This article features minor spoilers about the second and third seasons of Orange Is the New Black.
Orange is The New Black is back and so is its most hated character.
No, we’re not talking about its most diabolical character—that would probably be the deceased Vee—or the character with the most problematic views towards women, which is a toss-up between Healy and Pornstache. And since he’s no longer on the show, we’re not even talking about Larry. Ironically, OITNB’s most hated character is also its former lead: Piper Chapman.
It doesn’t hurt that with many of the aforementioned characters gone, Piper now has less competition for this title. But her neurotic, self-absorbed personality has never made her a fan favorite. Yet in the series’ recently released third season, it’s not Piper’s selfish antics, entitled choices, or general whininess that make her so hateable—at least not on their own. What makes Piper the least likable character in the latest season is how those qualities manifest in her relationship with her on-again/off-again girlfriend, Alex Vause. In fact, Piper and Alex’s relationship is not only annoying, it’s the single worst aspect of the third season.
Piper has always been the face of white privilege on Orange. Show creator Jenji Kohan has freely admitted that she used Piper as a kind of “trojan horse” to tell stories about women of more diverse backgrounds—as a way into Litchfield Prison, without making her what the show is actually about. Played by Taylor Schilling, who has always done a good job with a frequently frustrating character, the role of Piper as the whitest of white people at least used to have some significance to Kohan’s larger message.
For instance, after being granted furlough to see her dying grandmother in Season 2, she gives a pretty great monologue about how, even if she’s benefiting from white privilege, her feelings and experiences are not invalid. Crazy Eyes, née Suzanne, appropriately reacts by throwing a piece of cake at her.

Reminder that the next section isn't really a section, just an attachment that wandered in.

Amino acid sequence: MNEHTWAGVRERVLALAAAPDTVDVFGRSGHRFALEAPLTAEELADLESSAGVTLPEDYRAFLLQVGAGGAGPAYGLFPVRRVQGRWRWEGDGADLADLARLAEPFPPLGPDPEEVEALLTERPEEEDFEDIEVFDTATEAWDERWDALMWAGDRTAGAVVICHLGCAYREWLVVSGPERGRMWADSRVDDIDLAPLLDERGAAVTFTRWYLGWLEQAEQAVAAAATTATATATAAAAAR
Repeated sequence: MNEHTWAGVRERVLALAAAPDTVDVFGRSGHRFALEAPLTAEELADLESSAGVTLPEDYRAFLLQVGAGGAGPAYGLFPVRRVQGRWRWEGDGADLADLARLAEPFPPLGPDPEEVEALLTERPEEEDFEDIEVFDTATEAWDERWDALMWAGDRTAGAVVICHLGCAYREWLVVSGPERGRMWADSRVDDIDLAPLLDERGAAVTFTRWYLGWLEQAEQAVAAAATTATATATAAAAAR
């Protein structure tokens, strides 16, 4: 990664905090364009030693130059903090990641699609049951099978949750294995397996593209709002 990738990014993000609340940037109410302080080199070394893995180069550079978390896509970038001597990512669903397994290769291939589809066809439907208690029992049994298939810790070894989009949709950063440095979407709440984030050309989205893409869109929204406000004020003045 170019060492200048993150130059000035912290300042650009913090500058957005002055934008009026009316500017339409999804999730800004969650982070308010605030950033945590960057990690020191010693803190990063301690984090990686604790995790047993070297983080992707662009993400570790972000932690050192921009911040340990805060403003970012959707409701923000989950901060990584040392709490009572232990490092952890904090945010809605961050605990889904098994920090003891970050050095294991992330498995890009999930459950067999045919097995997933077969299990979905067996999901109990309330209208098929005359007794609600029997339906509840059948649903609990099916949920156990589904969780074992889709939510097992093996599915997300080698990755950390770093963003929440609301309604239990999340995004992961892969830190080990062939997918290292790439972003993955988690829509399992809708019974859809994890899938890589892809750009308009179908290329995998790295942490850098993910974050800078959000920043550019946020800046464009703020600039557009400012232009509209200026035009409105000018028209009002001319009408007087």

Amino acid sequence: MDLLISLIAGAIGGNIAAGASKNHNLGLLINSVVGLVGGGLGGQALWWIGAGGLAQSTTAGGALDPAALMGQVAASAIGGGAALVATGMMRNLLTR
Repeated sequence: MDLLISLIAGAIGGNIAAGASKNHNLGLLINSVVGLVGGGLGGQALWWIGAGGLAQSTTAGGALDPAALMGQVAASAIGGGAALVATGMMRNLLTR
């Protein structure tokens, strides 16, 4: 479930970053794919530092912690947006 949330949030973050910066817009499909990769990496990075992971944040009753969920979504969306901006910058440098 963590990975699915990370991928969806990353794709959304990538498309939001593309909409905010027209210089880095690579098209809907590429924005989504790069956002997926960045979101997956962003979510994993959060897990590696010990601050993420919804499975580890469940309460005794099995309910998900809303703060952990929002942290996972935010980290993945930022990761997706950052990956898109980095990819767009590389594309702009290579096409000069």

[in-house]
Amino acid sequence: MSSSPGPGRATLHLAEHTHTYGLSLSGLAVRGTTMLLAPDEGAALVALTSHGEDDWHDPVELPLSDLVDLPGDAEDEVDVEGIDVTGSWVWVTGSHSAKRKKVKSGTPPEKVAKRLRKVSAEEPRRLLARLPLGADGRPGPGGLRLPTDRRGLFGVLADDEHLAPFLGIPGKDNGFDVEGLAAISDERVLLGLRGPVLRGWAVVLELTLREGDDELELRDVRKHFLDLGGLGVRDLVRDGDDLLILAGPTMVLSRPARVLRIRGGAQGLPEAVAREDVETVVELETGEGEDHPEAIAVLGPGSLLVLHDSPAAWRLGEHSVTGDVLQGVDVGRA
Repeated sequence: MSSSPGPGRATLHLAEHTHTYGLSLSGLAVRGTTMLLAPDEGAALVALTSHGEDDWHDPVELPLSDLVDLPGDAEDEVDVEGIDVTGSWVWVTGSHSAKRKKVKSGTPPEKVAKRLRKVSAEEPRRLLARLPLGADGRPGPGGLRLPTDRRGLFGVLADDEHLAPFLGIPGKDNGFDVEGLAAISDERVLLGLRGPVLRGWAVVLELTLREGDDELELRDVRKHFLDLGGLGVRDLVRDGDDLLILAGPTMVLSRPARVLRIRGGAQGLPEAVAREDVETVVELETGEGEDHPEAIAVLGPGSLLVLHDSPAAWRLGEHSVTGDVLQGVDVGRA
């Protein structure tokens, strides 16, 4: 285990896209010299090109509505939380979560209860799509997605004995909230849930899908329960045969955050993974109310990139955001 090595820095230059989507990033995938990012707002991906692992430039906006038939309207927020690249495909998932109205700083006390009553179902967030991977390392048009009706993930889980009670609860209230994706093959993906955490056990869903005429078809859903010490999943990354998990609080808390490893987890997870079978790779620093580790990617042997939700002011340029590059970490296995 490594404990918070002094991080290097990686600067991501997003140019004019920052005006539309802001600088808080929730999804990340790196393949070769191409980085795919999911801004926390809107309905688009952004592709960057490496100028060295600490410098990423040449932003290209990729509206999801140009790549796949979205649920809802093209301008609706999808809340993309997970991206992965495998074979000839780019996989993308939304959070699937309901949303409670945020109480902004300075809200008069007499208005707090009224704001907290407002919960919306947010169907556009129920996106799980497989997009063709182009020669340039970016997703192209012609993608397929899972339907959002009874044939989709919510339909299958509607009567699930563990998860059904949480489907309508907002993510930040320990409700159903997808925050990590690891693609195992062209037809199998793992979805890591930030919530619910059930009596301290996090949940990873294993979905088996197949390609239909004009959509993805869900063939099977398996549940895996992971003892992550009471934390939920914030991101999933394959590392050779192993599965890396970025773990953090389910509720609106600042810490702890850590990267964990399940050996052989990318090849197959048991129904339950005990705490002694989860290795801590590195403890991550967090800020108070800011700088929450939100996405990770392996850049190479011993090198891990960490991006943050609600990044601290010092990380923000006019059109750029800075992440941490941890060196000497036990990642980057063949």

Because even if Piper is not wrong, technically, her indignance feels like a slap in the face to the rest of the women in prison with her. It’s a moment where the show addresses some of its biggest criticisms, while also acknowledging why those criticisms make sense. This is Piper’s primary role on the show: to remind its privileged viewers, particularly the white ones, that this is not their world. They may be able to empathize with many characters in Litchfield, but unlike viewers who have finally seen themselves reflected in this television program, they don’t really understand.
This is Piper’s primary role on the show: to remind its privileged viewers, particularly the white ones, that this is not their world.
“Seven episodes into OITNB, I can’t say that I find Piper particularly relatable,” wrote Tope Fadiran Charlton at RH Reality Check after the show debuted in 2013. “But I do find her and many of OITNB’s characters recognizable—especially their intra- and interracial interactions around the nexus of race, gender, and class.” Flash-forward to June, 2015, when the news media is dominated with stories about Rachel Dolezal, and we’re once again reminded why OITNB needs to tell stories about people who just don’t get how white privilege works.
The character of Alex Vause, on the other hand, has never demonstrated the narcissistic lack of awareness that makes Piper such a difficult character. Sure, she’s self-involved, but that narcissism is less rooted in privilege. This is why she hasn’t drawn ire from fans the same way Piper has. Portrayed somewhat stunningly by That ’70s Show’s Laura Prepon, Alex has never felt the need to apologize for who she is. She’s not a “good guy,” but unlike Piper, she feels less need to justify her terrible decisions.
Asked by TV Guide what it was like to play a villain on the show back in 2013, Prepon told the magazine, “Alex—at the end of the day, yes, she’s a drug dealer, but you see that she’s a vulnerable person and she has really intense feelings and love for this woman. And you start to see that Piper is actually a very manipulative person, and she’s not this cookie-cutter homemaker that everyone thinks she is. … Piper is just as toxic as Alex.”
Or, as interviewer Liz Rafferty puts it, “Alex seems to think of herself as a bad person but maybe she isn’t, whereas Piper is so convinced that she’s a good person and is totally taken aback whenever anyone challenges that.”